When it comes to innovation in the delivery space, nobody comes even remotely close to UPS. The iconic courier company has figured out several different ways to increase the fuel efficiency of its vehicles, while simultaneously lowering delivery times. For example, did you know that UPS routes drivers using the least-possible left turns? It sounds counterintuitive, but the move has saved 20.4 million miles, and allowed it to deliver 350,000 more packages.
It’s for this reason why I’m not even remotely surprised UPS is getting into the drone delivery space, which promises to explode as the technology behind it becomes more accurate and affordable.
The company today announced that it had successfully tested a drone that launches from atop one of its UPS-brown delivery cars, autonomously delivers a package, and then returns to the vehicle. This happens while the driver continues to drive along a route, delivering packages.
The test took place on Monday in Tampa, Florida in conjunction with the Workhorse Group. This Ohio-based manufacturer designed and built both the electric delivery truck, as well as the drone itself.
The specific drone used was the Workhorse HorseFly. This ingenious octocopter boasts a cage which lowers into the truck. The driver then inserts the package, and presses a button on a touchscreen, thus sending the HorseFly on its route. While docked, the HorseFly recharges.
According to UPS, this model has an endurance of 30-minutes, and can carry packages weighing up to 10 pounds (around 4.5 kilograms).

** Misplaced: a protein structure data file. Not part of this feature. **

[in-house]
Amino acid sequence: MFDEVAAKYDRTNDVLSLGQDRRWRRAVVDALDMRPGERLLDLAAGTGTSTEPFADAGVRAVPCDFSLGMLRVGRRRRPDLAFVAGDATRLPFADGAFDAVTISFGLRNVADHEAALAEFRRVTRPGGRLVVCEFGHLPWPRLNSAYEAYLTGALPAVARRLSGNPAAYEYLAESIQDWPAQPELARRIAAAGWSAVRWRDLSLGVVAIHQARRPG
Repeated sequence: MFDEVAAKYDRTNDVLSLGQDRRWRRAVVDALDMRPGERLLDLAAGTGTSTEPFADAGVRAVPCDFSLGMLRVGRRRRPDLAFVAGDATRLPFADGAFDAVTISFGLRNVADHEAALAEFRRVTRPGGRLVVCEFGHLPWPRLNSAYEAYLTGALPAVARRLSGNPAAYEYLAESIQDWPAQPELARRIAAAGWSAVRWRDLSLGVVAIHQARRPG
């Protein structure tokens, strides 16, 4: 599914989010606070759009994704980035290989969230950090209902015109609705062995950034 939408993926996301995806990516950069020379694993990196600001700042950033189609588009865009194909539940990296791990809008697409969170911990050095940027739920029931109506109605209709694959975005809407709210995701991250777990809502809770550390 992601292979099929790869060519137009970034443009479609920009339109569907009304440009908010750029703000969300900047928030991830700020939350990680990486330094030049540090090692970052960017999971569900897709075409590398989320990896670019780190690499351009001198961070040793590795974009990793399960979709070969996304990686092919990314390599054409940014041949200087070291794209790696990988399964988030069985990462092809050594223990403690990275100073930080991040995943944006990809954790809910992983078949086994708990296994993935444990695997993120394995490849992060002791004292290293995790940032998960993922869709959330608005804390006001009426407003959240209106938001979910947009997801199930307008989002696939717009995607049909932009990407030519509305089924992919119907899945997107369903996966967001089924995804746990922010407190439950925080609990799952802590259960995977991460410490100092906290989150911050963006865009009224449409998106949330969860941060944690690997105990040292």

UPS has performed several tests involving drones. But this is the first one designed for non-essential packages. Previous experiments saw the company stage a mock delivery of medicine from Beverly, Massachusetts to an island three-miles off the coast. In another, it partnered with a third-party organization to bring much-needed blood and vaccines to those living in rural Rwanda.
The company believes that by leveraging drones, it will be able to expand the availability and quality of its delivery service to rural areas.
“This test is different than anything we’ve done with drones so far. It has implications for future deliveries, especially in rural locations where our package cars often have to travel miles to make a single delivery,” explained Mark Wallace, UPS senior vice president of global engineering and sustainability.
“Imagine a triangular delivery route where the stops are miles apart by road. Sending a drone from a package car to make just one of those deliveries can reduce costly miles driven. This is a big step toward bolstering efficiency in our network and reducing our emissions at the same time.”
Your move, Amazon.